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In October 2019, additive-manufacturing veterans Andrew Jeffery (of the ceramics-focused printing start-up Figulo) and Virginia San Fratello and Ronald Rael (of the “make-tank” Emerging Objects) founded Forust to, in Jeffery’s words, “change the way we manufacture with wood by using methods that are non-destructive to our planet’s ecology.”

California-based Forust’s architectural tiles, panels and blocks have a grain that seems almost — but not quite natural. Their wooden wall elements are not hewn from solid lumber but are instead created by 3D printing with sawdust, salvaging scraps from the decidedly subtractive timber industry (which would otherwise be incinerated or put into landfills) and recycling them into new forms.

“We feel really confident in taking lots of things, making them into powder and printing them,” Rael jokes of the trio’s recent foray into new materials, which also include tea, salt and sand. To create their products, the Forust team leverages standard binder jetting 3D printers to deposit layers of fine wood particles with a proprietary binder that Forust claims is as non-toxic as the wood. According to Jeffery, “You could even eat it!”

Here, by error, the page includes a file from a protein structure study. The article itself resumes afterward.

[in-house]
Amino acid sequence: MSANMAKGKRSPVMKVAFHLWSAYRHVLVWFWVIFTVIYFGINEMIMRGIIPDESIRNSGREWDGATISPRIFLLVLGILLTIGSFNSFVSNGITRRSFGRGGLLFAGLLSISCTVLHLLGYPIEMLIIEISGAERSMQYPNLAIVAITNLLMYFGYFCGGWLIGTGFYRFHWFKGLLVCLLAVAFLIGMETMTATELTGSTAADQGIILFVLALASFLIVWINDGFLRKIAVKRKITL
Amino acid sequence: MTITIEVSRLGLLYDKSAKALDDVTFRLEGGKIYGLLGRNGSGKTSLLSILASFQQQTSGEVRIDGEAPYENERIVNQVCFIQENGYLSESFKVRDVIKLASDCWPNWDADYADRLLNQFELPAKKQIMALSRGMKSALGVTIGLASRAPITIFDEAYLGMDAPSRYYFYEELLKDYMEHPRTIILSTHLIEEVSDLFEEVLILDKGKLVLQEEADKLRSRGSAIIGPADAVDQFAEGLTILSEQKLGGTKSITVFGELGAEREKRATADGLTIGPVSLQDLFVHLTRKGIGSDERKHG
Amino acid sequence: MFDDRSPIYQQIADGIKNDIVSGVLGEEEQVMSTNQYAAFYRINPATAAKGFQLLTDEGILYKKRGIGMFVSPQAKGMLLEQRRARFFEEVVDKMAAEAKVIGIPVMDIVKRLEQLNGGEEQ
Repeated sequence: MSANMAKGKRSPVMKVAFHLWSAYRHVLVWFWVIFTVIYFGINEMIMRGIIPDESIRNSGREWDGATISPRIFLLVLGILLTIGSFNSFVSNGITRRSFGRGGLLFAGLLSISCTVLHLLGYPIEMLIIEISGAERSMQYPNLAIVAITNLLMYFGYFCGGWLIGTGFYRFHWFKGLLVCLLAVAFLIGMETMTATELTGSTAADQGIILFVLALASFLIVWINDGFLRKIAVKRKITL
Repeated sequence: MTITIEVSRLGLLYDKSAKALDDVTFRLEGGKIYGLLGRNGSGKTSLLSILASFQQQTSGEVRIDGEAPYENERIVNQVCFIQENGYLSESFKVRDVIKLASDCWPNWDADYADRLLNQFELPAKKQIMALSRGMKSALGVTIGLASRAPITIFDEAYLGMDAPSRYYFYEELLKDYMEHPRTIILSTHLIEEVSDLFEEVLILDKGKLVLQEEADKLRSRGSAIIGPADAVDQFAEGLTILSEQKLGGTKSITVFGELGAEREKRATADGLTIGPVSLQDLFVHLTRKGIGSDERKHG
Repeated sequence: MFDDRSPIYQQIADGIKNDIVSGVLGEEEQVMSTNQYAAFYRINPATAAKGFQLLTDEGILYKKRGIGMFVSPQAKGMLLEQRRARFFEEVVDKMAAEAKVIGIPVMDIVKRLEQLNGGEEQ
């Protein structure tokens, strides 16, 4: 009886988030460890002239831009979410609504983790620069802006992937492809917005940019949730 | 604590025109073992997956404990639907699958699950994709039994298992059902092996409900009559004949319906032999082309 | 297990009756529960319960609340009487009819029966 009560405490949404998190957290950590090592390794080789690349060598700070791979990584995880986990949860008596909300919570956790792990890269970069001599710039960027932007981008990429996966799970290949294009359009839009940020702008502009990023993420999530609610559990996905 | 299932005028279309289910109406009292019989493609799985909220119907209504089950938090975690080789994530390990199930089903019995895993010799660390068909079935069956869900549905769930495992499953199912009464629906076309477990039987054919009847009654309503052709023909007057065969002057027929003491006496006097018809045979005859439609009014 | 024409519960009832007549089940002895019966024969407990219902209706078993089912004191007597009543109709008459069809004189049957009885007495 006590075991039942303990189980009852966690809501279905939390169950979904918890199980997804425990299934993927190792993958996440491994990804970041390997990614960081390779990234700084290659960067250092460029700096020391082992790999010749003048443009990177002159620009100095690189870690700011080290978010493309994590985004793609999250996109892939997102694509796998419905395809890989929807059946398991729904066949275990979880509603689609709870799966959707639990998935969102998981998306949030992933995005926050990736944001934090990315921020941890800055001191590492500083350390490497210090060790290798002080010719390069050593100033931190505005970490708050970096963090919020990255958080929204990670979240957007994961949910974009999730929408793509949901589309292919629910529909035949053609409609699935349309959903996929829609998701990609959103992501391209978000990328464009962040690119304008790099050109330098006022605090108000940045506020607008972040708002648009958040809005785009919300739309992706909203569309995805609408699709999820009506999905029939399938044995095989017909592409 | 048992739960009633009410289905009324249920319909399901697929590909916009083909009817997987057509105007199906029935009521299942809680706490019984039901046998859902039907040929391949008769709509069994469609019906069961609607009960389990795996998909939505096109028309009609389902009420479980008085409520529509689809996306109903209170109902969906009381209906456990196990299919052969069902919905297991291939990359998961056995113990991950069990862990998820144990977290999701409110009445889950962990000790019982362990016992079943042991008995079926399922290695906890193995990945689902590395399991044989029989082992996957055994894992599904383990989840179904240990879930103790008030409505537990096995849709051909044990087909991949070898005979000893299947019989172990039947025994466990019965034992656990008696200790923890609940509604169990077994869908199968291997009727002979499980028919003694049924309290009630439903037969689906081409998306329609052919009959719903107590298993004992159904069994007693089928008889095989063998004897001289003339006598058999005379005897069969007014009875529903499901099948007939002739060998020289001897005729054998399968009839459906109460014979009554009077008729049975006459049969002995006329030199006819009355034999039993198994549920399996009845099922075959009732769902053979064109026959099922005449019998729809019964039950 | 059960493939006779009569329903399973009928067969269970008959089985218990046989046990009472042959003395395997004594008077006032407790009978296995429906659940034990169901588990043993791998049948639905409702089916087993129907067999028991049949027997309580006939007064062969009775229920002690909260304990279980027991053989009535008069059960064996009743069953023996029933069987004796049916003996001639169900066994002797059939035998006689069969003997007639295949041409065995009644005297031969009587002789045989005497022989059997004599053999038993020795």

While Forust currently capitalizes on the layering effect of a process that unintentionally approximates a natural grain, they explain that other effects are possible, as 3D-printed wood can do things that traditional lumber cannot. “You can print very, very thin with certain formulations of wood powder,” Rael says, noting that sawdust behaves much differently depending on its various sources and particle sizes. “You can even have translucency.” And all this with none of the waste that comes from carving away hunks of material.

The scale of individual parts is limited only by the size of the printer, and Forust envisions its work as focused primarily, for now, on interiors — cladding, partitions andother surfaces. While it’s still in the early stages, that goal has been put to the test with Poroso (a webbed modular dividing wall) and with components of Emerging Objects’ 3D Printed Cabin (exhibited in Oakland in 2018). “I think we can make some really compelling products,” says Jeffery, “that are beautiful, functional and have a long life, all without plastic.”

What’s Next in 3D Printing? According to This Start-Up: Sawdust

The California-based company Forust transforms waste from the timber industry into architectural tiles, panels, blocks and more.

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